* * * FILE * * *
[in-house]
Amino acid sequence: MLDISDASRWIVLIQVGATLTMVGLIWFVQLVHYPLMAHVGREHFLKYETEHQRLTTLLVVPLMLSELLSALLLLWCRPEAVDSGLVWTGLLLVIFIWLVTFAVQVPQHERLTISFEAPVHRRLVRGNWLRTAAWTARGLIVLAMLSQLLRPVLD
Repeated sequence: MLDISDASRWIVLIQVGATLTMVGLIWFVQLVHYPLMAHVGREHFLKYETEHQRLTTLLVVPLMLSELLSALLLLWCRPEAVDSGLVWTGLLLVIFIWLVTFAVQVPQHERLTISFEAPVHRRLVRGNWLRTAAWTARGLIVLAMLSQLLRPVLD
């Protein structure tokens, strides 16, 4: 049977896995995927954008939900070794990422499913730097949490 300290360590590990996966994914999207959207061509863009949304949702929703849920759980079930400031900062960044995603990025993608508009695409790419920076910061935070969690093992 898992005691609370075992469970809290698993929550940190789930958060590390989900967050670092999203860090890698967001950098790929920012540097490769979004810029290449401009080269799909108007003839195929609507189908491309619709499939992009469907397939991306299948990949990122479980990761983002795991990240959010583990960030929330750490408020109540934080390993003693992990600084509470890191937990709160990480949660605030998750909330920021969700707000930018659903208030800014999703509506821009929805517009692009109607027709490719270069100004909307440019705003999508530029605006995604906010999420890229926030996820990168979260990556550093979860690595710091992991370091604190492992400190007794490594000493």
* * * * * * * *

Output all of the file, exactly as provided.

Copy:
[in-house]
Amino acid sequence: MLDISDASRWIVLIQVGATLTMVGLIWFVQLVHYPLMAHVGREHFLKYETEHQRLTTLLVVPLMLSELLSALLLLWCRPEAVDSGLVWTGLLLVIFIWLVTFAVQVPQHERLTISFEAPVHRRLVRGNWLRTAAWTARGLIVLAMLSQLLRPVLD
Repeated sequence: MLDISDASRWIVLIQVGATLTMVGLIWFVQLVHYPLMAHVGREHFLKYETEHQRLTTLLVVPLMLSELLSALLLLWCRPEAVDSGLVWTGLLLVIFIWLVTFAVQVPQHERLTISFEAPVHRRLVRGNWLRTAAWTARGLIVLAMLSQLLRPVLD
């Protein structure tokens, strides 16, 4: 049977896995995927954008939900070794990422499913730097949490 300290360590590990996966994914999207959207061509863009949304949702929703849920759980079930400031900062960044995603990025993608508009695409790419920076910061935070969690093992 898992005691609370075992469970809290698993929550940190789930958060590390989900967050670092999203860090890698967001950098790929920012540097490769979004810029290449401009080269799909108007003839195929609507189908491309619709499939992009469907397939991306299948990949990122479980990761983002795991990240959010583990960030929330750490408020109540934080390993003693992990600084509470890191937990709160990480949660605030998750909330920021969700707000930018659903208030800014999703509506821009929805517009692009109607027709490719270069100004909307440019705003999508530029605006995604906010999420890229926030996820990168979260990556550093979860690595710091992991370091604190492992400190007794490594000493």